Does tax time leave you feeling stressed out and overwhelmed? Freelancers around the country spend months faithfully gathering paper receipts in an effort to lower their tax bill come April. 

It's annoying, and it takes time away from client work that actually helps your freelance business grow

We've got good news. 

You Don't Have To Save Paper Receipts To Track Expenses As A Freelancer 

That's right — you do not need to save paper receipts for expenses. 🥳🎉

Keeping track of paper receipts is not only a waste of time, but it can also create clutter and stress. Those little pieces of paper get stuffed in random drawers, left in pockets, or lost. By the time tax time comes around, you might not even remember what that expense was for! 

If you have been faithfully saving those paper receipts, it is time to make a change. 

Don't worry, you won't be skirting IRS rules or opening yourself up to a tax audit.  

What Are The IRS Rules For Reporting Expenses as a 1099 Worker?

But, you might be wondering, doesn't the IRS require freelancers to save paper receipts for tracking your expenses? Actually, they don't! 

According to the IRS website, freelancers must save "supporting documents" to track most expenses. Here is what that means: 

Your supporting documents should identify the payee, the amount paid, proof of payment, the date incurred, and include a description of the item purchased or service received that shows the amount was for a business expense. 

Documents for expenses include the following:

  • Canceled checks or other documents reflecting proof of payment/electronic funds transferred
  • Cash register tape receipts
  • Account statements
  • Credit card receipts and statements
  • Invoices

Note: A combination of supporting documents may be needed to substantiate all elements of the expense.

Account statements and credit card statements can be used to report expenses to the IRS — so say goodbye to that shoebox of paper receipts. 

How to Record Freelance Expenses for Taxes 

If you don't have to save paper receipts to prove purchases, how do you record your expenses? A lot of freelancers rely on clunky spreadsheets. But, there's an easier way.  

Here are three ways to record expenses as a freelancer: 

  • Bank or credit card statements: Contrary to popular belief, you can use bank or credit card statements to record expenses. Your bank statement shows what you spent, where you spent, and when you spent it — which is the information the IRS requires.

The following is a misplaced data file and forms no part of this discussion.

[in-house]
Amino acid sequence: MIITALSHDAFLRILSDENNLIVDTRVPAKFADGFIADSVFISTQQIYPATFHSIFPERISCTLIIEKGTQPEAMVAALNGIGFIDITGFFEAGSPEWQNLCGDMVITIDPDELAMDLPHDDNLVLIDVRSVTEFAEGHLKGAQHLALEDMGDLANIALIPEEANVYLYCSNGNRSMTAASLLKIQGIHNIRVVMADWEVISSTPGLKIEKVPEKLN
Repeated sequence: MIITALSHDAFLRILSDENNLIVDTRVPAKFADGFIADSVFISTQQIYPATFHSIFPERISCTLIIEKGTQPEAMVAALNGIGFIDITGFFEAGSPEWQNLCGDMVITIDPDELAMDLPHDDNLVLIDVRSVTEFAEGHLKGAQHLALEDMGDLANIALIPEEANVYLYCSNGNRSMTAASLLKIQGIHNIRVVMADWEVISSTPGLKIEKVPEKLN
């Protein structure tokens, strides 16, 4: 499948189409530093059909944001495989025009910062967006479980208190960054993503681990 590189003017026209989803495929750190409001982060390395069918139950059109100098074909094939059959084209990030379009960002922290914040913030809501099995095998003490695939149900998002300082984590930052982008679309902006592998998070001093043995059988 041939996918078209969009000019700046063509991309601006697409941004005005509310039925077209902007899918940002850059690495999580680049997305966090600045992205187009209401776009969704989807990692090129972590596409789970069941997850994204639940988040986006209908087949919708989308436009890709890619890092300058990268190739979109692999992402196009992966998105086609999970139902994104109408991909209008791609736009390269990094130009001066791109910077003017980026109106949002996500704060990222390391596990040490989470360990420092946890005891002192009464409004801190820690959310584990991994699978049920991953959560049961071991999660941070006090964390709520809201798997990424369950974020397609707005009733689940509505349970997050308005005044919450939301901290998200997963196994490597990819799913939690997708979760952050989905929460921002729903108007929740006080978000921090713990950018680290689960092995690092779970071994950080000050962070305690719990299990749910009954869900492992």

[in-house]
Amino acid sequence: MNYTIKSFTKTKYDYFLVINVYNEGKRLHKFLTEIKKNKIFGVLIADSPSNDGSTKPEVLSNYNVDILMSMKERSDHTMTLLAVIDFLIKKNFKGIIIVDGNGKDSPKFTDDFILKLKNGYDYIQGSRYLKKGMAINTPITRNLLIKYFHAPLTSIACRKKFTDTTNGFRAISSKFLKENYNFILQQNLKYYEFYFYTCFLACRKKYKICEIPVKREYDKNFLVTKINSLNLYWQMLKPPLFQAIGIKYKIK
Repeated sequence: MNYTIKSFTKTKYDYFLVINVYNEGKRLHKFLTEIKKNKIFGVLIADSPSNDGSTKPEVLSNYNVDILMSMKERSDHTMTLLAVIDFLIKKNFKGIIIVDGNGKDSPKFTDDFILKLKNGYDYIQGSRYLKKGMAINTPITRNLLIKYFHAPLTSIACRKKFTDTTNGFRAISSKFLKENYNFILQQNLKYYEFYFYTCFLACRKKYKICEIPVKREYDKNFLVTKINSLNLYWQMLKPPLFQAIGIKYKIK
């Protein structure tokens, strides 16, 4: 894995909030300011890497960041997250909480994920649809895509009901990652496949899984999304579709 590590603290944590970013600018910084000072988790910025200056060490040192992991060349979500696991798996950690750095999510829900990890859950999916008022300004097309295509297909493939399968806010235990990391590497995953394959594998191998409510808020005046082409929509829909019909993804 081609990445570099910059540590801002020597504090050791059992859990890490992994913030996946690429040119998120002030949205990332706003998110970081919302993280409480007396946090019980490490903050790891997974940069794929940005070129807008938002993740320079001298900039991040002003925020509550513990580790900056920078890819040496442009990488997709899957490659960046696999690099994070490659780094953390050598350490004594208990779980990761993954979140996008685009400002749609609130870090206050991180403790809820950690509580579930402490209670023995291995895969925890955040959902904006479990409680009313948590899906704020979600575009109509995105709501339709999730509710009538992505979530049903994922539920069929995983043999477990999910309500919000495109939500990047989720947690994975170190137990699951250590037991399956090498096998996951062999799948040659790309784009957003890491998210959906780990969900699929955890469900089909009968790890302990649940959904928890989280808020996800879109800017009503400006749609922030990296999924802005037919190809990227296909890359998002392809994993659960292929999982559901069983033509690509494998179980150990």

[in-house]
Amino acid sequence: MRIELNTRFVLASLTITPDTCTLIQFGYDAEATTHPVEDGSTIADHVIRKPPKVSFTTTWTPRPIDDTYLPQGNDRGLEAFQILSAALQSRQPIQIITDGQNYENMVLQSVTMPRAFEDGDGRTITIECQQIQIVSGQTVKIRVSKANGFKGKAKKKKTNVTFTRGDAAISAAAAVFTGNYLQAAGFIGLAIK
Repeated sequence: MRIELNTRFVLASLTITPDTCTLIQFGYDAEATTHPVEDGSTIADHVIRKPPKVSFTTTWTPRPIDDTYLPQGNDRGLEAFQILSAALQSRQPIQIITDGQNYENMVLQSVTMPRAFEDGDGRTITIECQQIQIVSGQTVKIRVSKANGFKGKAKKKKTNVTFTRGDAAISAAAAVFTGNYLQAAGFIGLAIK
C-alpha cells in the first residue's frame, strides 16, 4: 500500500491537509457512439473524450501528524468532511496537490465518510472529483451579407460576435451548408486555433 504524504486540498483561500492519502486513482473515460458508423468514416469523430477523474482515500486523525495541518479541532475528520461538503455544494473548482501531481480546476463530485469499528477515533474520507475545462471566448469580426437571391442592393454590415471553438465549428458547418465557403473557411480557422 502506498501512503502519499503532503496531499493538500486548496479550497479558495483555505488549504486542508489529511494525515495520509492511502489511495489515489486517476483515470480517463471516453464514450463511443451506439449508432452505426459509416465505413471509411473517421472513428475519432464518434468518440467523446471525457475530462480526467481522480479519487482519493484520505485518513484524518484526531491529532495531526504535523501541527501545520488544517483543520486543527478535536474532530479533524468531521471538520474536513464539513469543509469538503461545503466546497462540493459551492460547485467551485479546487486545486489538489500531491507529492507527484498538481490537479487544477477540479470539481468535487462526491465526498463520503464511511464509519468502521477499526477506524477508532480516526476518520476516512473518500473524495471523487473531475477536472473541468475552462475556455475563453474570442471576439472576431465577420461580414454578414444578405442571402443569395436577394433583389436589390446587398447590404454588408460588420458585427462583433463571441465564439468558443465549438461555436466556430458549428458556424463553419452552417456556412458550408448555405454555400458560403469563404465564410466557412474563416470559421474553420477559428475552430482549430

• Digital receipts: These days, most places will email you a receipt. File those on your computer (or the cloud), and you'll always have a copy if you think you'll need it.
  • Use an expense tracking app: Using an expense tracking tool like Clarrow makes expenses even easier to track. If you connect Clarrow to your bank account, the program will look for purchases and prompt you to mark them as expenses.  

Note: For purchases under $75, you do not need to provide documentation at all! According to the IRS: 

Section 1.274-5(c)(2)(iii) requires documentary evidence for any expenditure for lodging while traveling away from home and for any other expenditure of $75 or more, except for transportation charges if the documentary evidence is not readily available. 

So any expenses under $75 (except for lodging) don't have to have any proof at all. Stop saving those coffee receipts - unless you spent more than $75. 

Frequently Asked Questions About Freelancer Expense Tracking 

Tracking expenses is stressful, but necessary, part of being a freelancer. Below, we've compiled a list of the most-asked questions about expenses and expense tracking.  

Can I Claim Expenses on My Taxes Without a Receipt? 

Yes! According to the IRS, freelancers must have "supporting documents" to claim expenses, which can include account statements, credit card statements, and invoices. You can also save a virtual copy of your receipt by saving a picture of the receipt in an expense tracking app. 

What if I Get Audited By the IRS and Don't Have Paper Receipts? 

The IRS does not require freelancers and 1099 workers to save paper receipts to prove expenses. If you get audited, you can provide credit card statements, invoices, or digital copies of receipts to prove your expenses. 

It is also worth noting that your chances of being audited by the IRS are pretty low. According to, the chance of getting audited by the IRS is 0.6% or one in 167 returns. Even if you are audited, saving digital copies and account statements are perfectly acceptable! 

Is There Any Time I Should Save Receipts? 

If you make a large cash purchase, it's probably a good idea to hold on to a copy of that receipt. For example, if you pay for a new computer in cash then you'll want to hold on to a copy of the receipt. 

But, that doesn't mean you have to hold on to the physical receipt — instead, take a photo of your receipt and store it digitally! (Of course, the easiest route is to make large purchases on a card, but you do you.) 

What Business Expenses Can I Claim as a Freelancer? 

The expenses you can claim on your taxes will vary based on factors like where you do business. Speak with a tax professional to better understand the exact expenses you are eligible to claim. 

In general, however, most freelancers can claim the following business expenses. 

  • Office space 
  • Office supplies 
  • Insurance 
  • Travel expenses 
  • Advertising costs 
  • Educational costs (for business) 
  • Meals with clients 
  • Business tools 
  • Membership dues to industry groups

Pretty much anything you do to support your business can be claimed as an expense! 

Automate Freelance Expense Tracking with Clarrow 

Expense tracking is a huge burden for most freelancers — but it doesn't have to be! Clarrow makes it easy to automate tracking expenses. Connect your bank account to Clarrow and receive smart suggestions that make tracking expenses a breeze.